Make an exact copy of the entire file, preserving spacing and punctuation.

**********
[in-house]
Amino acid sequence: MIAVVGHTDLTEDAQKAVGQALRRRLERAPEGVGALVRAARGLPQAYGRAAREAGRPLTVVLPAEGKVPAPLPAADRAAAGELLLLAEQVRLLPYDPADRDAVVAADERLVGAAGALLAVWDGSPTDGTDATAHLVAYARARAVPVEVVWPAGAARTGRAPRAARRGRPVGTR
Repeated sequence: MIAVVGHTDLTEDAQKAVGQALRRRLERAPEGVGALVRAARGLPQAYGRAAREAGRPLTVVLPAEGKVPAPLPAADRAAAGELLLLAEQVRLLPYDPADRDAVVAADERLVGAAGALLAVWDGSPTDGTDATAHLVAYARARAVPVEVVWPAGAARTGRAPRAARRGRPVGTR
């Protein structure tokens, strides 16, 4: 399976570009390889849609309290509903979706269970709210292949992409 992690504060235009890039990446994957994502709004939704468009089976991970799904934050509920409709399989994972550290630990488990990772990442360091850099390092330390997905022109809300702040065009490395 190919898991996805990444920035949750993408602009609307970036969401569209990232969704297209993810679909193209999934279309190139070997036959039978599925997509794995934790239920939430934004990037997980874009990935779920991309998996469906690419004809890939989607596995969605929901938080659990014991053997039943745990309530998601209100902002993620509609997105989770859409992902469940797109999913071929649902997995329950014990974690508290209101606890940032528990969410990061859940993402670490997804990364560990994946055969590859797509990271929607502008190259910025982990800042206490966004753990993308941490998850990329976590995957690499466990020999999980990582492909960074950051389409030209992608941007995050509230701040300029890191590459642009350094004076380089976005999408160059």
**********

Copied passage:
[in-house]
Amino acid sequence: MIAVVGHTDLTEDAQKAVGQALRRRLERAPEGVGALVRAARGLPQAYGRAAREAGRPLTVVLPAEGKVPAPLPAADRAAAGELLLLAEQVRLLPYDPADRDAVVAADERLVGAAGALLAVWDGSPTDGTDATAHLVAYARARAVPVEVVWPAGAARTGRAPRAARRGRPVGTR
Repeated sequence: MIAVVGHTDLTEDAQKAVGQALRRRLERAPEGVGALVRAARGLPQAYGRAAREAGRPLTVVLPAEGKVPAPLPAADRAAAGELLLLAEQVRLLPYDPADRDAVVAADERLVGAAGALLAVWDGSPTDGTDATAHLVAYARARAVPVEVVWPAGAARTGRAPRAARRGRPVGTR
């Protein structure tokens, strides 16, 4: 399976570009390889849609309290509903979706269970709210292949992409 992690504060235009890039990446994957994502709004939704468009089976991970799904934050509920409709399989994972550290630990488990990772990442360091850099390092330390997905022109809300702040065009490395 190919898991996805990444920035949750993408602009609307970036969401569209990232969704297209993810679909193209999934279309190139070997036959039978599925997509794995934790239920939430934004990037997980874009990935779920991309998996469906690419004809890939989607596995969605929901938080659990014991053997039943745990309530998601209100902002993620509609997105989770859409992902469940797109999913071929649902997995329950014990974690508290209101606890940032528990969410990061859940993402670490997804990364560990994946055969590859797509990271929607502008190259910025982990800042206490966004753990993308941490998850990329976590995957690499466990020999999980990582492909960074950051389409030209992608941007995050509230701040300029890191590459642009350094004076380089976005999408160059």